Spirituality and Religion: An Important Reality for Occupational Therapy

Spirituality and Religion: An Important Reality for Occupational Therapy. GettyImages

Most US adults are religious and/or believe in God

Approximately 77 percent of US adults are affiliated with a religion and 60 to 80 percent of Americans believe in God, yet our healthcare system does not often create space to understand the influence of religion or spirituality in the health and wellbeing of patients. For purposes of this article, I define spirituality as the experience of meaning in everyday life activities.

Occupational Therapy, described as a holistic field of medicine, still has some room to grow in recognizing and accounting for the role of spirituality or religion in a patient’s healing process. But, progress is being made. Holistic approaches to OT are gaining movement within multiple OT settings. 

While some therapists may be uncomfortable with this concept in practice, it’s in the best interest of the patient’s health to account for this facet of life that exists within the majority of the world. In fact, spirituality is included in the Occupational Therapy Practice Framework, implying the inclusion of a spirituality component of client-centered practice.

A Consideration for OT’s

Occupational Therapists who have integrated spirituality into their practice often state four themes of consideration:

  1. addressing any religious concerns with the patient,
  2. addressing suffering, loss, or pain,
  3. encouraging the self or building up confidence,
  1. gaining insight as a therapist.

What an incredible opportunity to reflect on and participate in the improvement of all aspects of the self: physically, mentally, and spiritually. The article Spiritual Assessments in Occupational Therapy provides some great spiritual assessment tools for OT practice. These assessments include: 

Patients who consider themselves spiritual or religious and are continuing or entering into Occupational Therapy might also assess how their own religion or spirituality might affect the therapeutic process.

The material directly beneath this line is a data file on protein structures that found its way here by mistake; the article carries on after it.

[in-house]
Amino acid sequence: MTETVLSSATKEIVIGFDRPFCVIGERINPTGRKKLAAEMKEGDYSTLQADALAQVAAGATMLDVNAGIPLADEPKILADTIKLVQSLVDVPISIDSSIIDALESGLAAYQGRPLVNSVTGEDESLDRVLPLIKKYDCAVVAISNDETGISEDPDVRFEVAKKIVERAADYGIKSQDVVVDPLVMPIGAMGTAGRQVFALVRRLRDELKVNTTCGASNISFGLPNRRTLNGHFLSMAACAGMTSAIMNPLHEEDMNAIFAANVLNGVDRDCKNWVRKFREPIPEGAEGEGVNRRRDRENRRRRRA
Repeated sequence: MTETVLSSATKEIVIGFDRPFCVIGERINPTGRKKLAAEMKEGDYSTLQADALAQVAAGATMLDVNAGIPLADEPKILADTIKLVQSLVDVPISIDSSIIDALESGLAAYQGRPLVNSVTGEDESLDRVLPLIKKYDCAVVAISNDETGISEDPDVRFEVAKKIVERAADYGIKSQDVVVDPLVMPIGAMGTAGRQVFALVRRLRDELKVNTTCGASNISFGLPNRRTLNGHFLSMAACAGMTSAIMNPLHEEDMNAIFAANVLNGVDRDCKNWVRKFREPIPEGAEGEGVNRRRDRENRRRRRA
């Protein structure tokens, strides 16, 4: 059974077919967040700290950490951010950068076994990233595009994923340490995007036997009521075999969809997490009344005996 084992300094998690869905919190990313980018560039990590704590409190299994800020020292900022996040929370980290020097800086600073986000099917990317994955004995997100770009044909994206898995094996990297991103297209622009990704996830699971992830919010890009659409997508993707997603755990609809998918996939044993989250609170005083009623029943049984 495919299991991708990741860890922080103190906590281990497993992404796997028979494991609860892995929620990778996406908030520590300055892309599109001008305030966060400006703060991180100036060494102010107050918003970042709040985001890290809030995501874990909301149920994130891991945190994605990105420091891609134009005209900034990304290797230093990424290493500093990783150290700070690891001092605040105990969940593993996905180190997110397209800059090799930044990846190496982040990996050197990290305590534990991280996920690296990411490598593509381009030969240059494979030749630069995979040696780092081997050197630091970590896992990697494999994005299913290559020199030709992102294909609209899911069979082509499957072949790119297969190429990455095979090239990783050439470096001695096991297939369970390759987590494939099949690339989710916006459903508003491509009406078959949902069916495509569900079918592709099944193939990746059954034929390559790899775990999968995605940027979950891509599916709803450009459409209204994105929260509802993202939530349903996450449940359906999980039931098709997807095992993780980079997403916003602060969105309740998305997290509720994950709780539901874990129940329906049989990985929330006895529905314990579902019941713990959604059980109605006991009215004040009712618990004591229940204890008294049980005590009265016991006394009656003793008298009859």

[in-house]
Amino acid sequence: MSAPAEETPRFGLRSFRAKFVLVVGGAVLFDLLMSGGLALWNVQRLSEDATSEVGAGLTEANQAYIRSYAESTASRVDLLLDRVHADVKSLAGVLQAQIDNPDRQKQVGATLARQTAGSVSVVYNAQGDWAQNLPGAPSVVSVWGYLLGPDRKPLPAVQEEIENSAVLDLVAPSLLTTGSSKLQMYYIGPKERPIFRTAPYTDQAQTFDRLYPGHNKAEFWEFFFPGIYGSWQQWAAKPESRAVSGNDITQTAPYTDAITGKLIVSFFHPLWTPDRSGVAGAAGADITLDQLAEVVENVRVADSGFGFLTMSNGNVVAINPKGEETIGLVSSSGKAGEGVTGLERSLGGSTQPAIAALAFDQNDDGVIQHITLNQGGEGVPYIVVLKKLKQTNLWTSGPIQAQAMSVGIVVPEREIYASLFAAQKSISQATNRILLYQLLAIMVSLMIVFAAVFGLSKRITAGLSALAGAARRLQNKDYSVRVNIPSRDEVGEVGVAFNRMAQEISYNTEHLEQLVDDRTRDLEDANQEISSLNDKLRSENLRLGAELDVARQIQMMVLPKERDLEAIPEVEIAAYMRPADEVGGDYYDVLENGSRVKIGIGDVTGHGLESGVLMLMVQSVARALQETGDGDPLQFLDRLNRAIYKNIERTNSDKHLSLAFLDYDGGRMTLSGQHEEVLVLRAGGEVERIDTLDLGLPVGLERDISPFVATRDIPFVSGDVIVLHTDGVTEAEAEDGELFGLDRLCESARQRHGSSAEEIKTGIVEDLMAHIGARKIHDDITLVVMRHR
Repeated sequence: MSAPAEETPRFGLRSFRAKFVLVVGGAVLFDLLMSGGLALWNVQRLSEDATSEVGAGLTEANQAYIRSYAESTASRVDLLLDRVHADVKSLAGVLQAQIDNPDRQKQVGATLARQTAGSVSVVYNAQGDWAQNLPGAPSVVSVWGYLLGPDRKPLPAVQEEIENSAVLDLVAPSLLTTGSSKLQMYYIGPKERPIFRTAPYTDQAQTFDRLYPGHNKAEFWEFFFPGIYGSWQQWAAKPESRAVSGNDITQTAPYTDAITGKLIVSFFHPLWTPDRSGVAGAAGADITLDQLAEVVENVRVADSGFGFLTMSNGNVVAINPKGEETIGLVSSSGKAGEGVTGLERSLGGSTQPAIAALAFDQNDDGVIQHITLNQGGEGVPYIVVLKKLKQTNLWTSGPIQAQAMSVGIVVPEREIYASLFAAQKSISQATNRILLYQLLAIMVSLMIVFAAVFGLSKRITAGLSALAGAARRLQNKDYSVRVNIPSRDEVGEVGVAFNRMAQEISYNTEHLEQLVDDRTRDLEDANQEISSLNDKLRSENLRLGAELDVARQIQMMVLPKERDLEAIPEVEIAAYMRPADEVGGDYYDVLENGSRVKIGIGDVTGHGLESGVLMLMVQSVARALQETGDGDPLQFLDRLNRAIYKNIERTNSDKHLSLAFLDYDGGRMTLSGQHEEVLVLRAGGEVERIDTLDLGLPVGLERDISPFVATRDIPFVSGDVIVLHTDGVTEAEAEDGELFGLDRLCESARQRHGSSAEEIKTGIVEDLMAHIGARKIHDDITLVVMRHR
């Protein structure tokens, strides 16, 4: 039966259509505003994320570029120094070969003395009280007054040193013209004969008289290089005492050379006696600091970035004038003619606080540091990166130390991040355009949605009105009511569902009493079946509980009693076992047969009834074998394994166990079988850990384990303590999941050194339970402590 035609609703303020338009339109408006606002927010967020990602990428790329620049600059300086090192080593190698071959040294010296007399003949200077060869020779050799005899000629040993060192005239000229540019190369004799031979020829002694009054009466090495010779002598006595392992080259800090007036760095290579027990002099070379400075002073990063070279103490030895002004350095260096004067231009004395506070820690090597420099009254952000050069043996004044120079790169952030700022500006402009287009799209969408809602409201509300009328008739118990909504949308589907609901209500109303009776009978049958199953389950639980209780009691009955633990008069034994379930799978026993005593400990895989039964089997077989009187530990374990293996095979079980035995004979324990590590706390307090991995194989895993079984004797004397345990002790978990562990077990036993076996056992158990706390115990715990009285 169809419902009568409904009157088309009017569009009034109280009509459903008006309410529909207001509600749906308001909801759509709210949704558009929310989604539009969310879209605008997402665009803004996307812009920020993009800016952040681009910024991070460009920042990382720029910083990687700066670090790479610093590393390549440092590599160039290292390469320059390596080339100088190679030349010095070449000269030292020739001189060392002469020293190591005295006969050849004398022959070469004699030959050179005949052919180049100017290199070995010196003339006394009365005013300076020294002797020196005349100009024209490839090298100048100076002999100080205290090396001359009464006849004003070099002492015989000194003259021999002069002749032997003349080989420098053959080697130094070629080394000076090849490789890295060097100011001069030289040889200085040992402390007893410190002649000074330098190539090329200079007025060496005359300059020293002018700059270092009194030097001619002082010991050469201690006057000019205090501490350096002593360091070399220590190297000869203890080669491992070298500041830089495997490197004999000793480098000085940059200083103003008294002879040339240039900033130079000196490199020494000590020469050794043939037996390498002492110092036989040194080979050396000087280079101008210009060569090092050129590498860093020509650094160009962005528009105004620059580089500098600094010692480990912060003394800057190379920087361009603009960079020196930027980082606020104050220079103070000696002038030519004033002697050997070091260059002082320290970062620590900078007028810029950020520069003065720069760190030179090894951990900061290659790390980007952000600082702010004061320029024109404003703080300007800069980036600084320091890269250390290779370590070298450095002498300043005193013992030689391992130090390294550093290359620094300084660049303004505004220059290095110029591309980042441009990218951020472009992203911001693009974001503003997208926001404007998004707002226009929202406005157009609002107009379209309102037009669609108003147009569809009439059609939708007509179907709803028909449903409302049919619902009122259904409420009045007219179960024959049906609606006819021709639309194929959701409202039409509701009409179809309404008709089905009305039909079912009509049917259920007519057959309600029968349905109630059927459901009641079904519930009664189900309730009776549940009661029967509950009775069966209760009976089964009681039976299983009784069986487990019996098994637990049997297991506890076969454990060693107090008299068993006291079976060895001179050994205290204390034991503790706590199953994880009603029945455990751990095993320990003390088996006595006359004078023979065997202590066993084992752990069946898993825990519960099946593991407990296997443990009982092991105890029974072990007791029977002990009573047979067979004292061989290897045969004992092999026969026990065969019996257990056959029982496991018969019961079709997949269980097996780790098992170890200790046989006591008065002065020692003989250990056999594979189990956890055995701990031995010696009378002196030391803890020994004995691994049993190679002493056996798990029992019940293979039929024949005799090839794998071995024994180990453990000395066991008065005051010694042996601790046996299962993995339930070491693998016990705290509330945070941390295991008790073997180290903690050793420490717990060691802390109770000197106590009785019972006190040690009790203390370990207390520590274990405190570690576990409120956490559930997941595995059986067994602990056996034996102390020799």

A Consideration for Patients

First, are your religious practices hindered as a result of pain or injury? What do you consider a priority, in terms of a therapy timeline, to gain the ability to participate in a religious or spiritual practice, i.e. meditation, yoga, or prayer? Second, what is the purpose of this pain and suffering? If an individual who has experienced trauma or suffering feels conflicted about their pain, how can the therapeutic process be successful, other than perhaps, through improvements in physical ability? Finally, how will your spirituality or religion help you in the therapeutic process? Is there anything the OT should know that could dramatically improve your OT session?

Please, feel that these considerations are important and valid in discussing your care with your occupational therapist. This conversation may take place in the evaluation process or can occur throughout the treatment process. 

A Significant Reality

While some may cringe at the idea of entering into this territory, it is a reality of life that most people in the world engage in some form of religion or spirituality and that this component does affect their health. Multiple studies have identified significant links between religion or spirituality and health. While researchers are still unclear about what specifically causes this link, Occupational Therapists, Patients, and the entire healthcare system must account for this reality. Patients and therapists who, in the very least, engage in reflection and intentionality in their therapy process will surely benefit from such an approach. 

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